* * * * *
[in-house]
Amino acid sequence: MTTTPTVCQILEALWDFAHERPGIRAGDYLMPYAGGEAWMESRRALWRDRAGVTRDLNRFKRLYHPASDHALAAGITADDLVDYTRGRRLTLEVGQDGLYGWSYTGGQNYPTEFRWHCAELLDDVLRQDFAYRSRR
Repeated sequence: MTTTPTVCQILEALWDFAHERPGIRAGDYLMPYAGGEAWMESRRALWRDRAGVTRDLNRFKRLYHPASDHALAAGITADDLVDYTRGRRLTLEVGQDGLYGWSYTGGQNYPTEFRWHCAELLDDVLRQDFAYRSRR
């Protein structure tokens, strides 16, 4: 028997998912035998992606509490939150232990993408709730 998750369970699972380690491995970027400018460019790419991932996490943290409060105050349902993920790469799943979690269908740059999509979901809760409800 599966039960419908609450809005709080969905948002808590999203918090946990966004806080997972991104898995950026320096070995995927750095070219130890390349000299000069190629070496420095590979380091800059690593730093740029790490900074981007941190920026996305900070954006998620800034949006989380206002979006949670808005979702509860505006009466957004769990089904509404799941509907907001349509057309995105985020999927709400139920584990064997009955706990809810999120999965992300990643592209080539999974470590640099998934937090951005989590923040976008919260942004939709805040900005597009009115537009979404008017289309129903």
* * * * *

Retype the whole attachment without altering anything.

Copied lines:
[in-house]
Amino acid sequence: MTTTPTVCQILEALWDFAHERPGIRAGDYLMPYAGGEAWMESRRALWRDRAGVTRDLNRFKRLYHPASDHALAAGITADDLVDYTRGRRLTLEVGQDGLYGWSYTGGQNYPTEFRWHCAELLDDVLRQDFAYRSRR
Repeated sequence: MTTTPTVCQILEALWDFAHERPGIRAGDYLMPYAGGEAWMESRRALWRDRAGVTRDLNRFKRLYHPASDHALAAGITADDLVDYTRGRRLTLEVGQDGLYGWSYTGGQNYPTEFRWHCAELLDDVLRQDFAYRSRR
């Protein structure tokens, strides 16, 4: 028997998912035998992606509490939150232990993408709730 998750369970699972380690491995970027400018460019790419991932996490943290409060105050349902993920790469799943979690269908740059999509979901809760409800 599966039960419908609450809005709080969905948002808590999203918090946990966004806080997972991104898995950026320096070995995927750095070219130890390349000299000069190629070496420095590979380091800059690593730093740029790490900074981007941190920026996305900070954006998620800034949006989380206002979006949670808005979702509860505006009466957004769990089904509404799941509907907001349509057309995105985020999927709400139920584990064997009955706990809810999120999965992300990643592209080539999974470590640099998934937090951005989590923040976008919260942004939709805040900005597009009115537009979404008017289309129903």